Microsoft Office 2013, til Death does it Part

For years Microsoft touted that the initial cost of a product is far less important than the Total Cost of Ownership. So, let's examine the TCO of their new Office 2013 offering (keep reading for MAJOR warnings).

Microsoft now offers two ways of obtaining Office 2013. They offer a new subscription model and the normal one-time retail purchase. Subscriptions are paid yearly and the products work as long as you pay. You also get all upgrades to the next version of Office for free. Normal retail purchases can be made online or from stores and can be downloaded or provided on physical discs, just as they were for Office 2010. These retail product licenses are perpetual - you buy them one time at one price and keep them for good. The chart below gives some average prices of each offering.

Office 2013 Offerings

Product
Cost
# of Licenses
License Limitations
Upgrades
Office 365 Home Premium
$100.00/yr
5
Home Only
Free
Home and Student
$140.00
1
Home Only
None
Home and Business
$220.00
1
Home/Commercial
None
Professional
$400.00
1
Home/Commercial
None
Office 365 Plan E3
$20/mo
1
Home/Commercial
Free

From the chart you can see a single home PC owner can purchase Office Home and Student 2013 for $140 and will have a pretty good savings over the years, with the downside that they will have to purchase their next version again when the time comes. In a home where there are a couple PCs and a couple laptops, paying $100 per year for the subscription model seems like a steal. Alone, the information in the chart does not look outrageous. But, let's compare this to the offerings to Office 2010.

Office 2010 Offerings

Product
Cost
# of Licenses
License Limitations
Upgrades
Home and Student
$140.00
3
Home Only
None
Home and Business
$200.00
1
Home/Commercial
None
Professional
$350.00
1
Home/Commercial
None

We can see clearly that 3 licenses of Office Home and Student 2010 are much less expensive than the new 1 license of Office Home and Student 2013. Keep in mind that this is a perpetual license and not a yearly fee. Clearly, Microsoft is trying to encourage customers to move to the subscription model by decreasing the value of their perpetually licensed software.

The Big Warning

For many years, Microsoft has also offered another another license type - the OEM version. The OEM (Original Equipment Manufacturer) version was purchased along with the PC and preinstalled by the PC vendor. It was typically cheaper, but the OEM license was bound to that computer. If the PC was stolen, destroyed in an accident, or sold, the license went with it. You were not allowed to install it on another PC.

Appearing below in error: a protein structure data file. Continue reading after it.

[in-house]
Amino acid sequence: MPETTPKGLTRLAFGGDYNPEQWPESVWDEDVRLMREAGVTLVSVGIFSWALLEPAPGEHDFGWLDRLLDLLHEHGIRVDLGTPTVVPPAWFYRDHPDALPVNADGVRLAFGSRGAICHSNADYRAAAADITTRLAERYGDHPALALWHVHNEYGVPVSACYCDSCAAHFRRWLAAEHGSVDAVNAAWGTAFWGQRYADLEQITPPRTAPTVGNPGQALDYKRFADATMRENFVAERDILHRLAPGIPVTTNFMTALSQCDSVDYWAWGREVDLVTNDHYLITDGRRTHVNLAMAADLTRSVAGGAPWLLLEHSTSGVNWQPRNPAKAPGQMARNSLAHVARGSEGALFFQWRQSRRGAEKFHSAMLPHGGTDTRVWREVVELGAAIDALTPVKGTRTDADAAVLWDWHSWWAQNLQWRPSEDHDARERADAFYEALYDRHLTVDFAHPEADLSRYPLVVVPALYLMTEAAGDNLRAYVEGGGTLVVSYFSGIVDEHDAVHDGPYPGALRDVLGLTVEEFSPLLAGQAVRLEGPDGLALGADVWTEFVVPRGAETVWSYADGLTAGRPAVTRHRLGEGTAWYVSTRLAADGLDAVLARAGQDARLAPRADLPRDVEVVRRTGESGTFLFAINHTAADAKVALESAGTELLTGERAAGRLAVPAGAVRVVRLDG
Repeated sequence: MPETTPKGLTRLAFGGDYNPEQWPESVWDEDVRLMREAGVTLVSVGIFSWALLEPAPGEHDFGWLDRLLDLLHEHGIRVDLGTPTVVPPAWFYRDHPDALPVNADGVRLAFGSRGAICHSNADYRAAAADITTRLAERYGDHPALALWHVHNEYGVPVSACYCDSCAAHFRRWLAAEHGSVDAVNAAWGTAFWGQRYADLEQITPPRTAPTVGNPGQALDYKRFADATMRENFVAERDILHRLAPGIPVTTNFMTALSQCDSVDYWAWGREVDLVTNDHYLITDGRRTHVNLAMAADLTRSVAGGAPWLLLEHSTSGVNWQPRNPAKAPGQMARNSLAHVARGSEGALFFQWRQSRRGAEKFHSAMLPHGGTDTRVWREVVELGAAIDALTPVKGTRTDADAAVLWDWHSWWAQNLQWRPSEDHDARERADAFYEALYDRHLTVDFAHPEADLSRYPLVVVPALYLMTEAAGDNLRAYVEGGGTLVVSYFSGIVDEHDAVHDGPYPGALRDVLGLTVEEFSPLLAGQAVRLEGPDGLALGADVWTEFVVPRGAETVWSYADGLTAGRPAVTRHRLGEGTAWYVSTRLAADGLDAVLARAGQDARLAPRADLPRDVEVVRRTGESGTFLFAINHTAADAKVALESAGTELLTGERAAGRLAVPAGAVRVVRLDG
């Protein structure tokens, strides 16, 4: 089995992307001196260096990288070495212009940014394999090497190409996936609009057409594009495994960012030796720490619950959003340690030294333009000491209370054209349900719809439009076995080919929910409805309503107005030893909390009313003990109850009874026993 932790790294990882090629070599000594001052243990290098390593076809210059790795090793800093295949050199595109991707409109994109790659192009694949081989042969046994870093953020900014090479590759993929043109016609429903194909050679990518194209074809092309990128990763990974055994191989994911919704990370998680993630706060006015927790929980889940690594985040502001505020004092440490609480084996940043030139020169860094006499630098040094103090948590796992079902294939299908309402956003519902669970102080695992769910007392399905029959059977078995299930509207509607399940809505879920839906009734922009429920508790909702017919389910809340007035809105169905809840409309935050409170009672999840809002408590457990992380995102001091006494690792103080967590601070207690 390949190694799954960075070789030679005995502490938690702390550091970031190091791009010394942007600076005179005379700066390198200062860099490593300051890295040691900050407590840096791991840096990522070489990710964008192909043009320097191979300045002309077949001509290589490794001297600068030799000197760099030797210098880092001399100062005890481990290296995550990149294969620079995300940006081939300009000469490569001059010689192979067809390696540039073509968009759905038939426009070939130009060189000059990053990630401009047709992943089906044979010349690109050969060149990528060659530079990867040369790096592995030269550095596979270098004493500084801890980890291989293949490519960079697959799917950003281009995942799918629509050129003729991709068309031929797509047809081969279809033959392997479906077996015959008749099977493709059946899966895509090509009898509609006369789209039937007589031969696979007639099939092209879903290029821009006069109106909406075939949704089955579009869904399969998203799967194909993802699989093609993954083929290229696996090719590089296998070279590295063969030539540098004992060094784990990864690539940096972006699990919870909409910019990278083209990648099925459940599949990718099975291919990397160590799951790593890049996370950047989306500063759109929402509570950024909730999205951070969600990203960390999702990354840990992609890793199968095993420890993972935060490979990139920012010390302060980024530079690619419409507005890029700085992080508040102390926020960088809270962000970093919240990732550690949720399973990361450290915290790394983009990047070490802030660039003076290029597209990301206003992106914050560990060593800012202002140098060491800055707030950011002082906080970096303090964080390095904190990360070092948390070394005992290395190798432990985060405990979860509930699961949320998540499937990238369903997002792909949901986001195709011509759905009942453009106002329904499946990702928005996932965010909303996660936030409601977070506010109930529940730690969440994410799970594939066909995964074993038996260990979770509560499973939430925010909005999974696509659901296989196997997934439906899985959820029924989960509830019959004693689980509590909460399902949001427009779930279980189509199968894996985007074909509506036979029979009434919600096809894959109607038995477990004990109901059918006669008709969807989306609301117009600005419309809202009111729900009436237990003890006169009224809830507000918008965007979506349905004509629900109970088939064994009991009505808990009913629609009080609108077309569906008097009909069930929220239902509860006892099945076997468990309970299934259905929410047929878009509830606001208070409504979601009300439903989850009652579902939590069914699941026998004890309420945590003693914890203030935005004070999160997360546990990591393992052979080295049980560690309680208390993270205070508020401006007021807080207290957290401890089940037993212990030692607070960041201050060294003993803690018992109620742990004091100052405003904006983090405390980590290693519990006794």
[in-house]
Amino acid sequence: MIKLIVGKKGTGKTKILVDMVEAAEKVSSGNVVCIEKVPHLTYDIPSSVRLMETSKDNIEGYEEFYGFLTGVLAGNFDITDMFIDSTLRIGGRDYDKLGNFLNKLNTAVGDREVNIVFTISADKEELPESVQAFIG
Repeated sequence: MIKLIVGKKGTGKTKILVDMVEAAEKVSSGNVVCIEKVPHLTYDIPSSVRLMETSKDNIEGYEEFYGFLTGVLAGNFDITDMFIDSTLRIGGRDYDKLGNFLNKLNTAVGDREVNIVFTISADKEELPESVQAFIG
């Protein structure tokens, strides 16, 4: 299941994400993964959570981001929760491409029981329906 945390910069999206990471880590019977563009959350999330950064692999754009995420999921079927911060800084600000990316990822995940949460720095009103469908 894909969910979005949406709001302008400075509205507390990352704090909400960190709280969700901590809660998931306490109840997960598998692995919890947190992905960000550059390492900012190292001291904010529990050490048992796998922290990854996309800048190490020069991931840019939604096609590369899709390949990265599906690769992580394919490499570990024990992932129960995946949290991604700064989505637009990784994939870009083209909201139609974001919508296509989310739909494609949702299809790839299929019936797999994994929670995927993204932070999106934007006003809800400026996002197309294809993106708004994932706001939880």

What most people don't realize is that Microsoft has made one major change to their new licensing - all perpetual licenses of Office 2013 are now bound to one PC. All previous retail versions of Office were allowed to be installed on one PC at a time, but you could move them if required. If the original PC was sold, stolen, or destroyed you were allowed to remove Office from it and install it on a new PC. Not any more! Now you must purchase a new copy of Office for each PC you buy.

So, those people purchasing a retail copy of Office 2013 for Windows XP will be in for a nasty surprise in April of 2014 when they need to replace their PC. At that time Microsoft is ceasing support for Windows XP and customers will try to put Office 2013 on their brand new PC and find that Microsoft refuses to allow it to be activated. They will be required to buy another copy of Office 2013. Over the years, others will be upset when their Windows Vista/7 PC or laptop dies or they replace it, only to find they need to buy another license of Office.

Free Office 2010 Upgrades

In October of 2012, Microsoft began a great offer. If you bought Office 2010, they would upgrade it for free to Office 2013 when it was released. But is this really a great deal? Perhaps millions of people bought a perpetual license of Office 2010 that could be moved from PC to PC. Now they are deciding whether they should take advantage of the Office 2013 upgrade. If they do, Office 2013 will be bound to their PC. For better and for worse, richer or poorer, in sickness or health, Office 2013 will be bound to that PC til death does it part.

A Final Word

This has by no means been a full explanation of all of Microsoft's Office license offerings. To go over them all would take a book. But hopefully I have made the buyer a little more aware.

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